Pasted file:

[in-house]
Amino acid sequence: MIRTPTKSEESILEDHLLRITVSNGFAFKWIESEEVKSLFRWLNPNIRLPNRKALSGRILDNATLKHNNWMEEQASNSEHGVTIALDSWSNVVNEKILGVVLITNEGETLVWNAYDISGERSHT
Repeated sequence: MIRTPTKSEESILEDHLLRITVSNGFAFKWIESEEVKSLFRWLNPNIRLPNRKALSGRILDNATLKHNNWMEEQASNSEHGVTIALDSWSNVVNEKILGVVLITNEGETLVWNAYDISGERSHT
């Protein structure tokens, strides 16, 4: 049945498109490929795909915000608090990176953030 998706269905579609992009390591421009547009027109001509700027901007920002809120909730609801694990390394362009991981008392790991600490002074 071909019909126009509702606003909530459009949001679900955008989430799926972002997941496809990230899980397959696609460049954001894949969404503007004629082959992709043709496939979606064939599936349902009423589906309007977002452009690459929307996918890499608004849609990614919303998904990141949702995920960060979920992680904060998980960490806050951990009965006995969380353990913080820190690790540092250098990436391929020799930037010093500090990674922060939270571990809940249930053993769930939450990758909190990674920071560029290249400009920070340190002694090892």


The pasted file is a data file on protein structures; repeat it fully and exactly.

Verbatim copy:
[in-house]
Amino acid sequence: MIRTPTKSEESILEDHLLRITVSNGFAFKWIESEEVKSLFRWLNPNIRLPNRKALSGRILDNATLKHNNWMEEQASNSEHGVTIALDSWSNVVNEKILGVVLITNEGETLVWNAYDISGERSHT
Repeated sequence: MIRTPTKSEESILEDHLLRITVSNGFAFKWIESEEVKSLFRWLNPNIRLPNRKALSGRILDNATLKHNNWMEEQASNSEHGVTIALDSWSNVVNEKILGVVLITNEGETLVWNAYDISGERSHT
């Protein structure tokens, strides 16, 4: 049945498109490929795909915000608090990176953030 998706269905579609992009390591421009547009027109001509700027901007920002809120909730609801694990390394362009991981008392790991600490002074 071909019909126009509702606003909530459009949001679900955008989430799926972002997941496809990230899980397959696609460049954001894949969404503007004629082959992709043709496939979606064939599936349902009423589906309007977002452009690459929307996918890499608004849609990614919303998904990141949702995920960060979920992680904060998980960490806050951990009965006995969380353990913080820190690790540092250098990436391929020799930037010093500090990674922060939270571990809940249930053993769930939450990758909190990674920071560029290249400009920070340190002694090892």